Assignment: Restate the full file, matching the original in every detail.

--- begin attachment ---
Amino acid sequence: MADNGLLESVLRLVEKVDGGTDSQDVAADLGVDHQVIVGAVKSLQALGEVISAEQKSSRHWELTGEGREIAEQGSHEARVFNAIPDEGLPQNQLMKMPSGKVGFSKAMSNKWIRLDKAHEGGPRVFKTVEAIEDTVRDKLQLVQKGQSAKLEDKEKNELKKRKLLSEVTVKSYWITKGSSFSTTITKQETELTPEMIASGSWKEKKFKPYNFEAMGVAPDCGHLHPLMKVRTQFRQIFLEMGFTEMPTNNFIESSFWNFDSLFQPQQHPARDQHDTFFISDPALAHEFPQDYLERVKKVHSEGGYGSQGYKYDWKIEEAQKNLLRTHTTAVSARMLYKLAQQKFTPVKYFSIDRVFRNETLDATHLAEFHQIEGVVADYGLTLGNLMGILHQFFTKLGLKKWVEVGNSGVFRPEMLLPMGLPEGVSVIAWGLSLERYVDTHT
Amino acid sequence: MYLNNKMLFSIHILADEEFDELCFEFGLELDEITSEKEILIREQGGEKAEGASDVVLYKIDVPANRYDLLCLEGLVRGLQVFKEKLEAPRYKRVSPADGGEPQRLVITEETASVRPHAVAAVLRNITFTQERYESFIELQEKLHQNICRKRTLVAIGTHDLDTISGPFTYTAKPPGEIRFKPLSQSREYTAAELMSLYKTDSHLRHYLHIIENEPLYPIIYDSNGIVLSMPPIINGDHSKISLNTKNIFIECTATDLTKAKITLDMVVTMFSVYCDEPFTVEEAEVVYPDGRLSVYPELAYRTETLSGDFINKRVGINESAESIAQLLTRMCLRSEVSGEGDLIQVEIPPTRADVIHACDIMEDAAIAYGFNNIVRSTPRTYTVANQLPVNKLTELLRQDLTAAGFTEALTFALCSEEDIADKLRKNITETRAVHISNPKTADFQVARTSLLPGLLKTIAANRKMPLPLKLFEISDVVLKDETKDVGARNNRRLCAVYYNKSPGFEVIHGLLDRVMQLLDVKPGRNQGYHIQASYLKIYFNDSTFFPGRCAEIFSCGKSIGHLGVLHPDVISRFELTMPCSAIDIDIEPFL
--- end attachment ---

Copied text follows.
Amino acid sequence: MADNGLLESVLRLVEKVDGGTDSQDVAADLGVDHQVIVGAVKSLQALGEVISAEQKSSRHWELTGEGREIAEQGSHEARVFNAIPDEGLPQNQLMKMPSGKVGFSKAMSNKWIRLDKAHEGGPRVFKTVEAIEDTVRDKLQLVQKGQSAKLEDKEKNELKKRKLLSEVTVKSYWITKGSSFSTTITKQETELTPEMIASGSWKEKKFKPYNFEAMGVAPDCGHLHPLMKVRTQFRQIFLEMGFTEMPTNNFIESSFWNFDSLFQPQQHPARDQHDTFFISDPALAHEFPQDYLERVKKVHSEGGYGSQGYKYDWKIEEAQKNLLRTHTTAVSARMLYKLAQQKFTPVKYFSIDRVFRNETLDATHLAEFHQIEGVVADYGLTLGNLMGILHQFFTKLGLKKWVEVGNSGVFRPEMLLPMGLPEGVSVIAWGLSLERYVDTHT
Amino acid sequence: MYLNNKMLFSIHILADEEFDELCFEFGLELDEITSEKEILIREQGGEKAEGASDVVLYKIDVPANRYDLLCLEGLVRGLQVFKEKLEAPRYKRVSPADGGEPQRLVITEETASVRPHAVAAVLRNITFTQERYESFIELQEKLHQNICRKRTLVAIGTHDLDTISGPFTYTAKPPGEIRFKPLSQSREYTAAELMSLYKTDSHLRHYLHIIENEPLYPIIYDSNGIVLSMPPIINGDHSKISLNTKNIFIECTATDLTKAKITLDMVVTMFSVYCDEPFTVEEAEVVYPDGRLSVYPELAYRTETLSGDFINKRVGINESAESIAQLLTRMCLRSEVSGEGDLIQVEIPPTRADVIHACDIMEDAAIAYGFNNIVRSTPRTYTVANQLPVNKLTELLRQDLTAAGFTEALTFALCSEEDIADKLRKNITETRAVHISNPKTADFQVARTSLLPGLLKTIAANRKMPLPLKLFEISDVVLKDETKDVGARNNRRLCAVYYNKSPGFEVIHGLLDRVMQLLDVKPGRNQGYHIQASYLKIYFNDSTFFPGRCAEIFSCGKSIGHLGVLHPDVISRFELTMPCSAIDIDIEPFL